Cassidy Krause

Department of Mathematics
University of Kansas
1460 Jayhawk Blvd
Lawrence, Kansas 66045-7567

Contact information:

Office: 562 Snow Hall
Office Phone: (785)-864-4306

About me:

I am in my fourth year as a Self Graduate Fellow at KU. The Self Graduate Fellowship is a four year fellowship that provides professional development training in the areas of communication, leadership, and management. The skills learned through this fellowship are valuable assets to those interested in pursuing a career in government or industry after completing a PhD. Find out more about the SGF and its unique opportunities here.

My research interests include numerical analysis and dynamical systems, and I am particularly interested in data assimilation and its applications to weather and climate modeling, and I am a member of the Math and Climate Research Network (MCRN). My advisor is Erik Van Vleck. I received my B.S. in Mathematics from the University of Wisconsin-Platteville in 2015, and my M.A. in Mathematics from KU in 2017.

Service and outreach are important to me; I am the graduate student organizer of the Math Awareness Month activities in April, where local fifth graders spend the day with graduate students doing fun math activities. I am also the past president of the KU chapter of the Association for Women in Mathematics (2016-2018), and past president for the Math Graduate Student Organization (2017-2018).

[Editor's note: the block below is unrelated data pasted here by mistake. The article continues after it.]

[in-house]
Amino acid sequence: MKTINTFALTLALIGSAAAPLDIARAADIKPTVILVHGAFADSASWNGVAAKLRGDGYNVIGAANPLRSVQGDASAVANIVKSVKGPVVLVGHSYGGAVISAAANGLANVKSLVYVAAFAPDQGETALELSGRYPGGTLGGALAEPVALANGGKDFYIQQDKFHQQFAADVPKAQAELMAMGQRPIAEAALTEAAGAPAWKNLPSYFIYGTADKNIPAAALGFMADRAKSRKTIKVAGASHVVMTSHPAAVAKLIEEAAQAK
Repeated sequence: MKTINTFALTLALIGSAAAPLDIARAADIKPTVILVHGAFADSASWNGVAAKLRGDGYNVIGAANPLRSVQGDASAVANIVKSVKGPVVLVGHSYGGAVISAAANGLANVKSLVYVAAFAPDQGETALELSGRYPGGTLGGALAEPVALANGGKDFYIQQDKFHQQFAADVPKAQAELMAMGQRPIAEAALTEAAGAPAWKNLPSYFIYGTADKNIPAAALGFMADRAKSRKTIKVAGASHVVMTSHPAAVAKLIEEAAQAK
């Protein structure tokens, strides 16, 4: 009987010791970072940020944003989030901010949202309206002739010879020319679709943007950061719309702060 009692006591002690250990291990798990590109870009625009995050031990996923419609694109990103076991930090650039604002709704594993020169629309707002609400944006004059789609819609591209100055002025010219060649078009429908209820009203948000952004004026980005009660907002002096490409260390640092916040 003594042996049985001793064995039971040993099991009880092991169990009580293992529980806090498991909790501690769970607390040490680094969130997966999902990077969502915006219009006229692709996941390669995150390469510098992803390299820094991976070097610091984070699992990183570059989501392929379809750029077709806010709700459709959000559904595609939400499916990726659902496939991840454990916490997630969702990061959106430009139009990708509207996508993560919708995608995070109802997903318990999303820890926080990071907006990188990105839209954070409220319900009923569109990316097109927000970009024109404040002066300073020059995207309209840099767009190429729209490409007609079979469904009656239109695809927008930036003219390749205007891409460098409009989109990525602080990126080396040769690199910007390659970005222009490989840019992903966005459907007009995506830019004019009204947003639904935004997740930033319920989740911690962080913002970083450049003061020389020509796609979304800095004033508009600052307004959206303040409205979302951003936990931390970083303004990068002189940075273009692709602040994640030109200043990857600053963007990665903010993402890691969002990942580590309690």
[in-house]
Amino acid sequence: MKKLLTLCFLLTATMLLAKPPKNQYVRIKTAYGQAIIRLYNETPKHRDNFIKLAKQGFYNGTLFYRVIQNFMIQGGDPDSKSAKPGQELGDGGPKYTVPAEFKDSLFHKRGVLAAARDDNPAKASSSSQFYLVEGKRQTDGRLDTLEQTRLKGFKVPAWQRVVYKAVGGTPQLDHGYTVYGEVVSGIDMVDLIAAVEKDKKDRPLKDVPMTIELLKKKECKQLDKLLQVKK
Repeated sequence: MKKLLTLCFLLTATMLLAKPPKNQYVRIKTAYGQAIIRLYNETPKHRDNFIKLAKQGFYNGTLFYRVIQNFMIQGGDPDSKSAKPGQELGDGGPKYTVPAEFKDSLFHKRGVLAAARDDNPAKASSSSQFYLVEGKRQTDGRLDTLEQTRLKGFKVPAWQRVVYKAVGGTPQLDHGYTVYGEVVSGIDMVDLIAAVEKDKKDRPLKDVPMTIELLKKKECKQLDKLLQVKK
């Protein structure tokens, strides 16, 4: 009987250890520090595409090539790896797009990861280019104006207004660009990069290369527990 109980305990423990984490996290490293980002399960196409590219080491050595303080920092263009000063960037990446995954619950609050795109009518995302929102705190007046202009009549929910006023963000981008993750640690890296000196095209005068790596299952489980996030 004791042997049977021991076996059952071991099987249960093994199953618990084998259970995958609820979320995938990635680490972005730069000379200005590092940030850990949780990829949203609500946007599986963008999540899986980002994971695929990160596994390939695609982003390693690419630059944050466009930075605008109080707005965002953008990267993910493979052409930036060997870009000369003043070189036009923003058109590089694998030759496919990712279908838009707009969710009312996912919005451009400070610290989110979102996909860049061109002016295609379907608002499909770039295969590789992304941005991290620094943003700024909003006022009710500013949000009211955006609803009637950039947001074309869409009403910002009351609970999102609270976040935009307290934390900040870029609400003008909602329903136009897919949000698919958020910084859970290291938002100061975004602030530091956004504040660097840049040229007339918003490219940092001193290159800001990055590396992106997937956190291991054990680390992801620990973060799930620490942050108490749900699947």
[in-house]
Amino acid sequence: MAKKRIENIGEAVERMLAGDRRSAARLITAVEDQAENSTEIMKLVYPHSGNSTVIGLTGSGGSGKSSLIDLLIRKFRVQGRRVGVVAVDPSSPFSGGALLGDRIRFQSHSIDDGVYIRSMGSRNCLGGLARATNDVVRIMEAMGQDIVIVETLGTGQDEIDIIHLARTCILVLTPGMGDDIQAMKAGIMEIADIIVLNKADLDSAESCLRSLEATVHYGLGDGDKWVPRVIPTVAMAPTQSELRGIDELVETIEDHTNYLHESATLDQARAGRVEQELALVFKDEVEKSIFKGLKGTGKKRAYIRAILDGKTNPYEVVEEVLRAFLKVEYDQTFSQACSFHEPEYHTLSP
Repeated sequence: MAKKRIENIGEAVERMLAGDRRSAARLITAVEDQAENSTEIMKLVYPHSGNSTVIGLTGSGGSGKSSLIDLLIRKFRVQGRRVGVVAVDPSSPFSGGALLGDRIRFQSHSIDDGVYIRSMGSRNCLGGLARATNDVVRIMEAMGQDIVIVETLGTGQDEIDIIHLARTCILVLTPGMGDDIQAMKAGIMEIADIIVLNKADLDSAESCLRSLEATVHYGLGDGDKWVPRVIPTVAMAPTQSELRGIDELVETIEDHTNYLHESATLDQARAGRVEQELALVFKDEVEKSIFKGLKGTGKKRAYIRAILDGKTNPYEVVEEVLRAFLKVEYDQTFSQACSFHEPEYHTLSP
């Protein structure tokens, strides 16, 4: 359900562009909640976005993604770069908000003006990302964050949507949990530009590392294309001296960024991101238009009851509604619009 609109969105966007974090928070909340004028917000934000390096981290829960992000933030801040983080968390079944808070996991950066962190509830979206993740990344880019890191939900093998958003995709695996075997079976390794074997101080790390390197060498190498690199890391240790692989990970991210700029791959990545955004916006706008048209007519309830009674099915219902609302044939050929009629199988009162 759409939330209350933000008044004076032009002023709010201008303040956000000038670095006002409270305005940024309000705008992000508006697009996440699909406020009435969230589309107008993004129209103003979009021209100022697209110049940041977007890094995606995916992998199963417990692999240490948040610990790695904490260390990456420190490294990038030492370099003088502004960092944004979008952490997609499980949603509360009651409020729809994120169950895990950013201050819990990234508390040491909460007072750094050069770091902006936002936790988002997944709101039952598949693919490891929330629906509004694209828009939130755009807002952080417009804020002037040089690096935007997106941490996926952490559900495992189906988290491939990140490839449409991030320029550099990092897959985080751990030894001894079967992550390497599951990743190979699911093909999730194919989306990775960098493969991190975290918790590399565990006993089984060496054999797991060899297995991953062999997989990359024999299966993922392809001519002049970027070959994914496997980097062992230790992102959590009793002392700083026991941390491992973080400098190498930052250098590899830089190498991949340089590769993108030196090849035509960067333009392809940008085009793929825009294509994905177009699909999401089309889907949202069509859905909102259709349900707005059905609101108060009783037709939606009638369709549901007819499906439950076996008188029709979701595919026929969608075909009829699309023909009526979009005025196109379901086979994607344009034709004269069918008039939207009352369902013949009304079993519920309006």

Research Interests:

I research data assimilation (DA), which is the process of combining noisy data with physical models to make predictions about the state of a dynamical system.

Currently, I am interested in combining data assimilation with adaptive moving mesh techniques. Adaptive meshes are highly useful for solving PDEs, and many problems which use adaptive meshes could also benefit from ensemble DA approaches, such as the Ensemble Kalman Filter (EnKF). DA methods like the EnKF use an ensemble of solutions to predict the truth. A key part of EnKF algorithm requires the computation of the mean and covariance of the ensemble members. However, if each ensemble member is allowed to have its own independent adaptive mesh, these calculations become more difficult. Two of my current projects focus on how to do this effectively, through the use of an adaptive common mesh.

Come see my poster at Snowbird (SIAM Dynamical Systems 2019)! I'm presenting at the poster session on Tuesday evening.


SIAM Dynamical Systems (Snowbird) 2019 Poster Session: Data Assimilation with Adaptive Moving Mesh Techniques

Teaching Experience:

Though I am fortunate to have most of my graduate education funded by the Self Graduate Fellowship, I had the exciting opportunity to teach during the 2018-2019 academic year.

Fall 2018 - Math 115 (Business Calculus)
Spring 2019 - Math 115 Enhanced